By David Farrell
A new coronavirus variant, C.1.2, has been detected in South Africa and a number of other countries, with concerns that it could be more infectious and evade vaccines, according to a new preprint study by South Africa's National Institute for Communicable Diseases and the KwaZulu-Natal Research Innovation and Sequencing Platform. The study is awaiting peer review. – The Jerusalem Post (via Warren’s network)
The specialty channel has a heavy schedule of live concerts, music docs and the like this month, heralded by the premiere of Metric: Dreams So Real, a concert doc filmed on the band’s 2016 global tour. Other billings include Coldplay Live in São Paulo, The Sapphires, Detroit Rock City, The Rocky Horror Picture Show, Sgt. Pepper’s Lonely Hearts Club Band, The Buddy Holly Story, Elvis…on Tour, Blue Hawaii and King Creole, Jailhouse Rock, Viva Las Vegas, Love Me Tender, Purple Rain, Paul Simon in Concert, Bona Vista Social Club, and Creem: America’s Only Rock ‘n’ Roll Magazine. The full schedule can be found here.
Telus has been on a tear over the past year, relatively speaking. The stock is up about 21 per cent since last August, a substantial figure for a utility like Telus which has delivered a gain of about 140 per cent over the past ten years, not including the always attractive dividend which currently sports a yield of 4.3 per cent.
That 21 per cent return over the past 12 months compares favourably to rivals BCE and Rogers Communications who have returned about 14 per cent and 18 per cent, respectively, over that time span.
But Bill Harris, partner at Avenue Investment, who spoke on BNN Bloomberg, sees growth potential in Telus, even though the stock may not be a buy at the moment.
“The interesting thing is in this particular window — we think it’s actually already priced into the market, as Telus has done well and it’s priced in — is where BCE and Rogers felt that they had to have content and then you’re selling your content on your platform, Telus has gone out and said that data analysis and AI are going to be part of the future,” Harris said. – Jason MacLean, CanTech Letter
Interested creators are invited to pitch a locally reflective original idea for a short documentary, web pilot series or digital short for the opportunity to receive a grant. Online applications are open September 1 to October 6, 2021.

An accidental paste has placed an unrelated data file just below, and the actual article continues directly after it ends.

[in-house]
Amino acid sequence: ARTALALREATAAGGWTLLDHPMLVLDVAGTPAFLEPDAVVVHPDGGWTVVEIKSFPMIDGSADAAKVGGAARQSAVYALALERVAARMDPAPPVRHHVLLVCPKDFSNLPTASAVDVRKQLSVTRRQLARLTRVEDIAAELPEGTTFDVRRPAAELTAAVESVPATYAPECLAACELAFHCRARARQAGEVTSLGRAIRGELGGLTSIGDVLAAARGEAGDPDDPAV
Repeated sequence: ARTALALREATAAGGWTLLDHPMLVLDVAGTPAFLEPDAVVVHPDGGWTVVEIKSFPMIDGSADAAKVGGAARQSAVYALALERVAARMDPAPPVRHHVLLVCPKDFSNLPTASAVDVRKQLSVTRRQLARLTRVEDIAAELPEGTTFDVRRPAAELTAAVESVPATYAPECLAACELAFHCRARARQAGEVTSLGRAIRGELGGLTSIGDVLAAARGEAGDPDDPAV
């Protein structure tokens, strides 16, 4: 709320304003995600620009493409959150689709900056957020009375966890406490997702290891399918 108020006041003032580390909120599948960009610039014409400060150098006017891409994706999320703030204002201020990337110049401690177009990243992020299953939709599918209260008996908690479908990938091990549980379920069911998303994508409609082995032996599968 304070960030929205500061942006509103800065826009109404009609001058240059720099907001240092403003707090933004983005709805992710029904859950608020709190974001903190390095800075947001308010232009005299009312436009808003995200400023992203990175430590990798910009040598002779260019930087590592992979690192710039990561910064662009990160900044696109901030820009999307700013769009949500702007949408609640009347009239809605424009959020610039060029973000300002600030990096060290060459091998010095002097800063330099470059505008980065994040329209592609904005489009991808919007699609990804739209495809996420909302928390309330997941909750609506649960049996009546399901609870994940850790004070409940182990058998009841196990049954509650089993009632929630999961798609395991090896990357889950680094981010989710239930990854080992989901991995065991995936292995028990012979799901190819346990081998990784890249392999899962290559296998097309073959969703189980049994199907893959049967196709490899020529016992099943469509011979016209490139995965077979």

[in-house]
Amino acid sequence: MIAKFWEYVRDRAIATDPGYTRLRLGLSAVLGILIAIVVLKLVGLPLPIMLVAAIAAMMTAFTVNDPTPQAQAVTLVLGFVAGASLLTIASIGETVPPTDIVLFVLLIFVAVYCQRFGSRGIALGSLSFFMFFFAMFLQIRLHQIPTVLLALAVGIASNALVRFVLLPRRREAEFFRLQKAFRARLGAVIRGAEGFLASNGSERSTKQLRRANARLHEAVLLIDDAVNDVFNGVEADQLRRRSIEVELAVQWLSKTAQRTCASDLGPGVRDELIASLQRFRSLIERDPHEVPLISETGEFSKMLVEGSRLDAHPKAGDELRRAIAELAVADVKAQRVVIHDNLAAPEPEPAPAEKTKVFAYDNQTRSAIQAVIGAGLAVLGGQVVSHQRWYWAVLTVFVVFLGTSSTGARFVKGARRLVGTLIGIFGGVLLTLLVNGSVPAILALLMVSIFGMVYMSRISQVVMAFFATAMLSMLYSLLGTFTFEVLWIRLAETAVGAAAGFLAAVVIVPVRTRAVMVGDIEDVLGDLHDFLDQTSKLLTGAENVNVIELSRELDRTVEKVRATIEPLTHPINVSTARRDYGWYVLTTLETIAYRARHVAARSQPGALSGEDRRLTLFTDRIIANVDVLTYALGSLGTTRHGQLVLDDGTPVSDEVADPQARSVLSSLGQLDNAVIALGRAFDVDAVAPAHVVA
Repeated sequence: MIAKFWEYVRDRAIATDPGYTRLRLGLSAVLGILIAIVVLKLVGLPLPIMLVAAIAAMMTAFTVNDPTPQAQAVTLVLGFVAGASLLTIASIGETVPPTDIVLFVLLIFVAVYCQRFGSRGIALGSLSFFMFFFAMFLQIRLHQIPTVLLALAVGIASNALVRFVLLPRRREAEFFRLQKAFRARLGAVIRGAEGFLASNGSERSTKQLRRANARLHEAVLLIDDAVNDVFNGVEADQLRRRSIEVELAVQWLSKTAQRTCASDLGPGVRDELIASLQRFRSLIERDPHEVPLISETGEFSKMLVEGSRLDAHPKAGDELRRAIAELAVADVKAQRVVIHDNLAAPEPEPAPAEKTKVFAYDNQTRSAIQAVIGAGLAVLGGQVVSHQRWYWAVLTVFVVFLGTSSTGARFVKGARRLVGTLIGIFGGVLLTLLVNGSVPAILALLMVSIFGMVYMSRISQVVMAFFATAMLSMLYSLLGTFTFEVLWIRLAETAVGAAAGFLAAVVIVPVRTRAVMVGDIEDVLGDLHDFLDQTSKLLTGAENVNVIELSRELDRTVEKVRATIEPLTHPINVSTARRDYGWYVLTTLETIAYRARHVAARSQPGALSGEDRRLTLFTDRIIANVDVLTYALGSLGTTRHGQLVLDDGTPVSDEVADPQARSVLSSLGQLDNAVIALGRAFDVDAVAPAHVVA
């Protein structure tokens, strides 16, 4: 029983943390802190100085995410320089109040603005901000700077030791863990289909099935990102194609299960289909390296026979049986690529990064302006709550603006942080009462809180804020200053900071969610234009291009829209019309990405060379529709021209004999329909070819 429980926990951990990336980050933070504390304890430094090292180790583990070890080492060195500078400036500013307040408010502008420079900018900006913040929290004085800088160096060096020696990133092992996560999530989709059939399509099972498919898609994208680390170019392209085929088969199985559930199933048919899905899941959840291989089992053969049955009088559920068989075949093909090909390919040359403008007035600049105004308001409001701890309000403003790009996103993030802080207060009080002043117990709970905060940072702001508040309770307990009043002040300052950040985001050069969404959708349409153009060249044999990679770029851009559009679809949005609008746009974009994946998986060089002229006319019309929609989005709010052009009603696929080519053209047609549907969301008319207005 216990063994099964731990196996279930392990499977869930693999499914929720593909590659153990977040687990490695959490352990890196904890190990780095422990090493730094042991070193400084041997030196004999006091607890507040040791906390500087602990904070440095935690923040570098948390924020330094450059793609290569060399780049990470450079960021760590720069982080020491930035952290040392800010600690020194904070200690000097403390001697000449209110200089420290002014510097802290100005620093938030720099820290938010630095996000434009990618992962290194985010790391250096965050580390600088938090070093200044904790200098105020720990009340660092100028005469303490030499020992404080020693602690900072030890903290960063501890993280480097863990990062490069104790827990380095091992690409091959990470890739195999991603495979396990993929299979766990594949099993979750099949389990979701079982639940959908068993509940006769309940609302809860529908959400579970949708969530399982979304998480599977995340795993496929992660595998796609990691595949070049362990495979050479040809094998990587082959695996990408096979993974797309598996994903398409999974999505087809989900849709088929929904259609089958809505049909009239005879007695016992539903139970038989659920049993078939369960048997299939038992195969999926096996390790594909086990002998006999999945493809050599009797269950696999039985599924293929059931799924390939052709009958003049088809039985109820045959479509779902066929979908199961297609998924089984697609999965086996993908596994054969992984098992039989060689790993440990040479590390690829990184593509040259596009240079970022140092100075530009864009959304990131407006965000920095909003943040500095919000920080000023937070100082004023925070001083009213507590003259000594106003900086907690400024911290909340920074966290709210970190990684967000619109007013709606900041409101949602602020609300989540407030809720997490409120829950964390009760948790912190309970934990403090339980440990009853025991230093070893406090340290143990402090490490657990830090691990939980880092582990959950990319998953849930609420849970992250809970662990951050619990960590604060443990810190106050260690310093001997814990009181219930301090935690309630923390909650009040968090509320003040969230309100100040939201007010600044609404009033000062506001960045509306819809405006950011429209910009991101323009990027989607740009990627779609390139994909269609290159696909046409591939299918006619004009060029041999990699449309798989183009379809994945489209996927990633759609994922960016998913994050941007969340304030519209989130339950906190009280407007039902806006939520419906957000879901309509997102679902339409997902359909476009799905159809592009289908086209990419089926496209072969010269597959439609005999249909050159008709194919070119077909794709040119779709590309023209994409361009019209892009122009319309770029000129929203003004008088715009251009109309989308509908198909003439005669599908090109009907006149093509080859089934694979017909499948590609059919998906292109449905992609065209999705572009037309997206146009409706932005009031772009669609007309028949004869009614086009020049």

In addition to the funding, successful creators will receive customized career training, filmmaking mentorship, and distribution of their projects on select Telus platforms. No previous experience in film production or other creative endeavours is required to submit an application.
Large Canadian broadcasting and telecommunication enterprises collected significant amounts from the federal government’s Canada Emergency Wage Subsidy (CEWS) and Canada Recovery Hiring Program (CRHP) in 2020 and will likely receive more for 2021. According to CRA, Rogers and BCE alone received more than $200M in wage subsidies. – Denis Carmel, CARTT
On September 20, Canadians will be going to the polls: Here are the positions of the major parties on arts, culture, and heritage. – BC Alliance for Arts + Culture
VaxiCode Verif is a reader application that scans data contained in the QR code, including a cryptographic signature to verify the code's authenticity. That reader could scan a QR code uploaded to the VaxiCode application or to a paper version of the code, or to a photograph or PDF of the code. – The Canadian Press
Last week, it was Charlie Watts, the Rolling Stones' dapper drummer. Unlike so many of these events that have suddenly occurred during “inconvenient” hours – over weekends, at night, etc. – the announcement that Watts had succumbed at age 80 came during the noon hour ET this past Tuesday. Perfect, right?